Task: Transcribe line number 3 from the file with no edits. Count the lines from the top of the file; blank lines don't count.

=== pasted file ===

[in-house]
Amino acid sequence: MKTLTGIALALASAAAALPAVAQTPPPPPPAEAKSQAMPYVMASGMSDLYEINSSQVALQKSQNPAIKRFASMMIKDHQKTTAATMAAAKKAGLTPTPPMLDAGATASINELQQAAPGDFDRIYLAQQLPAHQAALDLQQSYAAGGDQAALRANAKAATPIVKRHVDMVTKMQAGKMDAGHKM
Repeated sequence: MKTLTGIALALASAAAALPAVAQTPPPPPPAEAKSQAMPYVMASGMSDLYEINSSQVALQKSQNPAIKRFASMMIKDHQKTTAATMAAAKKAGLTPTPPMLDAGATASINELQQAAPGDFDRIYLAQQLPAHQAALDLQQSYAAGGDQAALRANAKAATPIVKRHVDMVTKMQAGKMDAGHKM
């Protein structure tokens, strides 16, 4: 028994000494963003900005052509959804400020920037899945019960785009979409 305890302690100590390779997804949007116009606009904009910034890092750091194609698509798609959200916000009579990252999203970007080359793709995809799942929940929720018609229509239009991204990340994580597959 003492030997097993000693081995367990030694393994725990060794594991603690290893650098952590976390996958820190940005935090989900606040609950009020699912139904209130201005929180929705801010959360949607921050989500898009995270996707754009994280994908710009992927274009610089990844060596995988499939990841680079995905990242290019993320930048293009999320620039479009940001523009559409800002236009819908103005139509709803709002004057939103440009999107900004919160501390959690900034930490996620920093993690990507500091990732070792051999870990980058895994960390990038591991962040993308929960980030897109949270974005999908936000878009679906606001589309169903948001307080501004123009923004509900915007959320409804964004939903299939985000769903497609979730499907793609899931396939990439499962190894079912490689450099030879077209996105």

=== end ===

Repeated sequence: MKTLTGIALALASAAAALPAVAQTPPPPPPAEAKSQAMPYVMASGMSDLYEINSSQVALQKSQNPAIKRFASMMIKDHQKTTAATMAAAKKAGLTPTPPMLDAGATASINELQQAAPGDFDRIYLAQQLPAHQAALDLQQSYAAGGDQAALRANAKAATPIVKRHVDMVTKMQAGKMDAGHKM